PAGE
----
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Effect of inhaling heated vapor on symptoms of the common cold.

Abstract
A double-blind, randomized study tested the efficacy of steam (technically, heated, humidified air) inhalation in the treatment of common cold symptoms. Two 20-minute treatments spaced 60 to 90 minutes apart were given at the time of enrollment. The active device (Rhinotherm, Netzer-Sereni, Beer Yaacov, Israel) delivered 40 L/min of saturated air at 40 degrees C to 42 degrees C, while the identical-appearing placebo delivered 2 L/min of ambient air at 20 degrees C to 24 degrees C. There were 34 patients in the placebo group and 32 in the active group. Significant improvements in the placebo-treated group were obtained on subjective symptom scores for nasal congestion, nasal drainage, and sneezing on isolated days during the treatment period (40%, vs 25% on day 3, 71% vs 60% on day 6, and 100% vs 67% on day 7). Improvement in nasal resistance as measured by rhinomanography was better in the placebo group than in the active group on day 7 (11% vs -6%). Our study demonstrated no beneficial effects of steam inhalation on common cold symptoms.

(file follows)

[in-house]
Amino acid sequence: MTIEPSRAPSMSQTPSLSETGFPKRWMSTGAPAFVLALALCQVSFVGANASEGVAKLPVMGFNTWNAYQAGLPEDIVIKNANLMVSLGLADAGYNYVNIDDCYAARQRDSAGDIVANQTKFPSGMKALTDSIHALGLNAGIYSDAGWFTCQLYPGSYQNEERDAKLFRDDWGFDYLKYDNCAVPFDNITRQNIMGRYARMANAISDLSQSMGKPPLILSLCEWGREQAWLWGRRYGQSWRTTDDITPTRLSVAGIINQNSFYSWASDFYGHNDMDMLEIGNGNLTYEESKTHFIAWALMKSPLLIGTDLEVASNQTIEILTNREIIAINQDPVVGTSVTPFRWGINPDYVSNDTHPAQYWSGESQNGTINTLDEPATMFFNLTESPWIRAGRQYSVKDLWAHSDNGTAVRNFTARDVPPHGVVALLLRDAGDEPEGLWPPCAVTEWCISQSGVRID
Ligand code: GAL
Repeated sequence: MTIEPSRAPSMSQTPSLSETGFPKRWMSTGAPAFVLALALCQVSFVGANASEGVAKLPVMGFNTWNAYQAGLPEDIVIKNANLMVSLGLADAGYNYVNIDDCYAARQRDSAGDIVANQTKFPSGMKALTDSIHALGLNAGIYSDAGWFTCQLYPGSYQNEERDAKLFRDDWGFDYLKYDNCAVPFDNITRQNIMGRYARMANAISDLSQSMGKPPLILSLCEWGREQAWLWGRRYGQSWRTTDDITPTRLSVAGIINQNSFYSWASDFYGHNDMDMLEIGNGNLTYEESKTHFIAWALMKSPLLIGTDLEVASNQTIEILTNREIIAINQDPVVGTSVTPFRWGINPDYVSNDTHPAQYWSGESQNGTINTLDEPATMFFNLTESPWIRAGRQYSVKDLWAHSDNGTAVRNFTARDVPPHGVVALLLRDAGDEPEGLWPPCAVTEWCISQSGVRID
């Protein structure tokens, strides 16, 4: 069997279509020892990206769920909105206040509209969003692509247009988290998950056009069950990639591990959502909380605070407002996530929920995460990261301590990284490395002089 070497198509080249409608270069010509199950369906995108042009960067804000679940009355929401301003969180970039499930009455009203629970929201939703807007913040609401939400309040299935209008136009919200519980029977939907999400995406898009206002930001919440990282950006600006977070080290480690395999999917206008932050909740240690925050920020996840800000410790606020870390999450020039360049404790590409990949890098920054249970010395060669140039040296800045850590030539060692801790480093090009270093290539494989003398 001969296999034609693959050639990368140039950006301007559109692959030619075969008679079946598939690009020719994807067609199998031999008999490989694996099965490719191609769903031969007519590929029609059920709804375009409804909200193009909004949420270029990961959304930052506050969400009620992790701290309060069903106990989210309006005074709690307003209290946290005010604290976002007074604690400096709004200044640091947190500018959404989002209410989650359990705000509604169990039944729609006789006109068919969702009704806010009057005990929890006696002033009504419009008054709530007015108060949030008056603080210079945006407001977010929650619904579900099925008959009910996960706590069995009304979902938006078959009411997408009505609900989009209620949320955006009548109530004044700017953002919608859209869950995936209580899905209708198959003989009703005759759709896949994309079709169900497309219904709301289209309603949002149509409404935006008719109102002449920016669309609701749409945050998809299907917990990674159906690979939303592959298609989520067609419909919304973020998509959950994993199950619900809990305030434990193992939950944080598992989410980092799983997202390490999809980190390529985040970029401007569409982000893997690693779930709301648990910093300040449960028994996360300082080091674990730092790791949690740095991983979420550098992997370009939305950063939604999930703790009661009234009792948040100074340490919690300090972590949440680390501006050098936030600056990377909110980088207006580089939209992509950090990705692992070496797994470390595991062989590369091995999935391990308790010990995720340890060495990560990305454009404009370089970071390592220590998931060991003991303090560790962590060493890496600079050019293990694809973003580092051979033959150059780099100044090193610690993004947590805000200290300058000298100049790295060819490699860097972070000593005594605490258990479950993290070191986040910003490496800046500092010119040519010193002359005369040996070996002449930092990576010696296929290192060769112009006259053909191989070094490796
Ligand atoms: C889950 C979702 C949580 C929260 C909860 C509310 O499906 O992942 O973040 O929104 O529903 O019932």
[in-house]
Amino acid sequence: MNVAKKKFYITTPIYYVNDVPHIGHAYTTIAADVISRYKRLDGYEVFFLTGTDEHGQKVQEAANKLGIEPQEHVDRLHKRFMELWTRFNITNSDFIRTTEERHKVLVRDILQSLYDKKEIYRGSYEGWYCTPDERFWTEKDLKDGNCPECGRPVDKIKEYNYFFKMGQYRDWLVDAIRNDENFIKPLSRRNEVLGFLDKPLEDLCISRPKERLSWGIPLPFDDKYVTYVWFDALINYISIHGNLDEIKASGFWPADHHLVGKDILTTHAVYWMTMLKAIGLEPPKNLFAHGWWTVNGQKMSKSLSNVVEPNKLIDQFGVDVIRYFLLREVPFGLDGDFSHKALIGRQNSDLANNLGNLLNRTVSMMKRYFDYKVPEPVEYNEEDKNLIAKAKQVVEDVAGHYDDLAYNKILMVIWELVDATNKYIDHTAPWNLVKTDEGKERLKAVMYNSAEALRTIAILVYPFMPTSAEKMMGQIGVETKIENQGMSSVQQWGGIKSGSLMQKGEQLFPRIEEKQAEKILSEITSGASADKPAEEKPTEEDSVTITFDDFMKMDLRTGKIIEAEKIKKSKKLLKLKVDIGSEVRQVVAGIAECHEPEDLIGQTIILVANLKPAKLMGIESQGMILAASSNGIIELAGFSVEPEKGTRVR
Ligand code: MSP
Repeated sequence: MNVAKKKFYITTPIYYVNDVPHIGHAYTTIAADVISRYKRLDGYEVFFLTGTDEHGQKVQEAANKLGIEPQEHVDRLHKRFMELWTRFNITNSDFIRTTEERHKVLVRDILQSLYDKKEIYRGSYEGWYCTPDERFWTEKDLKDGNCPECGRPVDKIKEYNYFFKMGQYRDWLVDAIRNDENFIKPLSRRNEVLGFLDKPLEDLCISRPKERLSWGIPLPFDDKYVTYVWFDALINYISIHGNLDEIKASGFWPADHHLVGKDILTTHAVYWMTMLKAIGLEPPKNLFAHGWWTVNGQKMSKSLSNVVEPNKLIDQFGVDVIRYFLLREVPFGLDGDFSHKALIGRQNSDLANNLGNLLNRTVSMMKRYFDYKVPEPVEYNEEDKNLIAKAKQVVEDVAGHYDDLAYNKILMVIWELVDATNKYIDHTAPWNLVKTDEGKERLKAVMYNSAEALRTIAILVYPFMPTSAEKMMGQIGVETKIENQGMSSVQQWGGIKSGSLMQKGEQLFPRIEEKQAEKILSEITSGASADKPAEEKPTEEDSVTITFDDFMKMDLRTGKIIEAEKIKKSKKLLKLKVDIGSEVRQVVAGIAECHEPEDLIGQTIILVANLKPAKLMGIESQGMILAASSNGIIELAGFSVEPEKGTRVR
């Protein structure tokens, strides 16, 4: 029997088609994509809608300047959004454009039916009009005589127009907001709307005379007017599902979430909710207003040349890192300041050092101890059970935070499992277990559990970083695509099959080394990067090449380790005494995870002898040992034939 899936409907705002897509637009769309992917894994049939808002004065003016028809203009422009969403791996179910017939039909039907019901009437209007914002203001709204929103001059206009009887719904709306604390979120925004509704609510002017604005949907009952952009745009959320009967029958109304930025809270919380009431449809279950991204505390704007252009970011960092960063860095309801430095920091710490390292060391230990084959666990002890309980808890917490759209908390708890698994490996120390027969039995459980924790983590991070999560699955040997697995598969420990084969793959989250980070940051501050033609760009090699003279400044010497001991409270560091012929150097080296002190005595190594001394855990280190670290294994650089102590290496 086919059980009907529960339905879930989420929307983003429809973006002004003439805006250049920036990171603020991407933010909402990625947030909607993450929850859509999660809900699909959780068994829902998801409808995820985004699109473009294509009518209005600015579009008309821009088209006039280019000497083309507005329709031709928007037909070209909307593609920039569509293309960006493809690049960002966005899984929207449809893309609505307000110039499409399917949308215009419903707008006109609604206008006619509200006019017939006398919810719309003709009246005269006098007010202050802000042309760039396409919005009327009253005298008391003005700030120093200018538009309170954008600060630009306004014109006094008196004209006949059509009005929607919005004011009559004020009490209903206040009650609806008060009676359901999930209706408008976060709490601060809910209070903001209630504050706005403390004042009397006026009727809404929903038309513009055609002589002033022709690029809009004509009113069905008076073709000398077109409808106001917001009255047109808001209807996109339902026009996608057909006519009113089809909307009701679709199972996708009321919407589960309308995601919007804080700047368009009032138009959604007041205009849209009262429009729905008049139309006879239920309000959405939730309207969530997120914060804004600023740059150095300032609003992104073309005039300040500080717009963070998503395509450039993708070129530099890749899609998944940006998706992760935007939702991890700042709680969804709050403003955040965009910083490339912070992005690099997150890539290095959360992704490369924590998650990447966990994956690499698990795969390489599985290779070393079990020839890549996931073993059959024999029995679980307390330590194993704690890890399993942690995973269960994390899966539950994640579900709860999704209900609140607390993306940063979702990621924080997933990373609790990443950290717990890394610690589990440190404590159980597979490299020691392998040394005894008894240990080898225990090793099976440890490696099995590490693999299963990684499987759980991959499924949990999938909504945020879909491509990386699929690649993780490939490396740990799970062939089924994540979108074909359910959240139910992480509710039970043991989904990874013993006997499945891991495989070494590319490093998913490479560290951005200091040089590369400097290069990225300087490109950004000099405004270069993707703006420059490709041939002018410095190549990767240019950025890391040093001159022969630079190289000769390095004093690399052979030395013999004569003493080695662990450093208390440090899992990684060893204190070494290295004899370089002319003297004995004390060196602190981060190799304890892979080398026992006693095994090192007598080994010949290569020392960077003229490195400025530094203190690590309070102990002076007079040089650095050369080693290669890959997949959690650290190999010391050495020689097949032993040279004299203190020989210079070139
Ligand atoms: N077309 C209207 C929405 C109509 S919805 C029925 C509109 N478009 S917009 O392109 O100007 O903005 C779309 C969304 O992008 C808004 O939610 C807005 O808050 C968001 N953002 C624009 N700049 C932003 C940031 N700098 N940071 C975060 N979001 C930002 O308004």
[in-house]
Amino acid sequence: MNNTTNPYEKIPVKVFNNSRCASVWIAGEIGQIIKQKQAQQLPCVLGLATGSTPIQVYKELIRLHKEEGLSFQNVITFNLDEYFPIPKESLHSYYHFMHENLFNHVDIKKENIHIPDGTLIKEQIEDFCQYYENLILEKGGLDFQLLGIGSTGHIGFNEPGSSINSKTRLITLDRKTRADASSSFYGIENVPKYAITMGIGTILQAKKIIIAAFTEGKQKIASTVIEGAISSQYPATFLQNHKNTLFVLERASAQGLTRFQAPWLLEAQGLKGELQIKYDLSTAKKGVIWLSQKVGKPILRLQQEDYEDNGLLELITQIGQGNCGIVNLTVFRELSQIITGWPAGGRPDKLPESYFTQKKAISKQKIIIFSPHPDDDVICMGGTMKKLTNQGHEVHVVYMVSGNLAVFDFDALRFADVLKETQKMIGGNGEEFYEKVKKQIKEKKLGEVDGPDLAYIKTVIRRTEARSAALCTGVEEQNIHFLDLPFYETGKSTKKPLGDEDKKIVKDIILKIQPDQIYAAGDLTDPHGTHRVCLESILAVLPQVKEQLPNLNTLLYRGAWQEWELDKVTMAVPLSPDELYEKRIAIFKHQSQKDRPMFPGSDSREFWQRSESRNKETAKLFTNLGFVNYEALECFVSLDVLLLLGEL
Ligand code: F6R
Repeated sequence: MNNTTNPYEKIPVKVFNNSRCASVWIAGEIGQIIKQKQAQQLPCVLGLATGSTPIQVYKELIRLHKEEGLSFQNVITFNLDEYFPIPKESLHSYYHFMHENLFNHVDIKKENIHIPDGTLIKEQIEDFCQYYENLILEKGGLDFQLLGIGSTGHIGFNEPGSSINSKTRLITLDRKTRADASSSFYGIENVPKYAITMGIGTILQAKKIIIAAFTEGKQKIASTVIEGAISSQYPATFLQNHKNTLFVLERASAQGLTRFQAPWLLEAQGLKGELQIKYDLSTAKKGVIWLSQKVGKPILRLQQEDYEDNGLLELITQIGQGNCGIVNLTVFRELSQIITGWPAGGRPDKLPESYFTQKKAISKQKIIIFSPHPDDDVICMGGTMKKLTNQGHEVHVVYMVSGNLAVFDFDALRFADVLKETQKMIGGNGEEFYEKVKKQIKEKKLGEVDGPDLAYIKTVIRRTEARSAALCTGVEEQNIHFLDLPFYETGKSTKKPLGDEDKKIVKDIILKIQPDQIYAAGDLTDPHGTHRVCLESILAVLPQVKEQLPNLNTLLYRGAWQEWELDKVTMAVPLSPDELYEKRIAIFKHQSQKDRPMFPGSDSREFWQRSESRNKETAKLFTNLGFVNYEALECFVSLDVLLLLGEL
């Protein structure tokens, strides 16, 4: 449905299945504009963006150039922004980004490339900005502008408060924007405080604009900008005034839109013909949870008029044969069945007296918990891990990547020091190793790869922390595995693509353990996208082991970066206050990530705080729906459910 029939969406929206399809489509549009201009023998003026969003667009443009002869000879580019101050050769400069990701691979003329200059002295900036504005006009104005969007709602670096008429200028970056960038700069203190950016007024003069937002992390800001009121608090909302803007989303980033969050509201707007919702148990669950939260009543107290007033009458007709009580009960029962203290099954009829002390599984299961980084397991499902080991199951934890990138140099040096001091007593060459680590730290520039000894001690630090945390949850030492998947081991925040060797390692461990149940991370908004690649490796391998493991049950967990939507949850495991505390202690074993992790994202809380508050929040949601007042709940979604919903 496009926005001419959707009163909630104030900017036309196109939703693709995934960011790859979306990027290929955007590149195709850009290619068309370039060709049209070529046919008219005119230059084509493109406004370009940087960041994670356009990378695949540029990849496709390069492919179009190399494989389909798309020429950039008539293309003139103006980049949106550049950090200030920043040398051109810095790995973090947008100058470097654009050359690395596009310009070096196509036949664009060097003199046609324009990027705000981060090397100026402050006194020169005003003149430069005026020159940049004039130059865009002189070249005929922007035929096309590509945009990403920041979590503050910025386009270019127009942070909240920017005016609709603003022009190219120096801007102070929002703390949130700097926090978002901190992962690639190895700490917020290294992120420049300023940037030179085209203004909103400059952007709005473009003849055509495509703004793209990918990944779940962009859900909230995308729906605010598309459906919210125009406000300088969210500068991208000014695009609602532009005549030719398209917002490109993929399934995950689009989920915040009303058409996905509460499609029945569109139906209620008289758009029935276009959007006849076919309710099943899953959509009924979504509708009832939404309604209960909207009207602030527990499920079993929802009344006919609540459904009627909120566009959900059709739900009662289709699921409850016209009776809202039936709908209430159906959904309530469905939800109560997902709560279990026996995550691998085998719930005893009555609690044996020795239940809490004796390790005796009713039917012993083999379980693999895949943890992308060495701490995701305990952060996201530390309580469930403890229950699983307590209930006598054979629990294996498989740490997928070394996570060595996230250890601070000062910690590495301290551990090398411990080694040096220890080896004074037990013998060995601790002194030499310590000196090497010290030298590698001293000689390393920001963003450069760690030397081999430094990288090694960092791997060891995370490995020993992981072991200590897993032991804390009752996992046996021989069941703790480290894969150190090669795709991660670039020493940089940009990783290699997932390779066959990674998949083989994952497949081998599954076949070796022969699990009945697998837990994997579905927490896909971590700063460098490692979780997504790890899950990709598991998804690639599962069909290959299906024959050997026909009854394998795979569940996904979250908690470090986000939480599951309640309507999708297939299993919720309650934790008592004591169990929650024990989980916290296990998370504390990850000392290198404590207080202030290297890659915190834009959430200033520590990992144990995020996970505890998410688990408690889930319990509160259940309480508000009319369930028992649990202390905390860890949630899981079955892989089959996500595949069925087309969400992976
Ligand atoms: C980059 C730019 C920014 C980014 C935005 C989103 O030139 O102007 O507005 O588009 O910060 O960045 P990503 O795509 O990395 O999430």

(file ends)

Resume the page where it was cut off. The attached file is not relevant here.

AuthorsM L Macknin, S Mathew, S V Medendorp
JournalJAMA (JAMA) 1990 Aug 22-29 Vol. 264 Issue 8 Pg. 989-91 ISSN: 0098-7484 [Print] UNITED STATES
PMID2376891 (Publication Type: Clinical Trial, Journal Article, Randomized Controlled Trial)
Topics
  • Adolescent
  • Adult
  • Airway Resistance
  • Common Cold (physiopathology, therapy)
  • Double-Blind Method
  • Female
  • Hot Temperature (therapeutic use)
  • Humans
  • Humidity
  • Male
  • Middle Aged
  • Nebulizers and Vaporizers
  • Random Allocation

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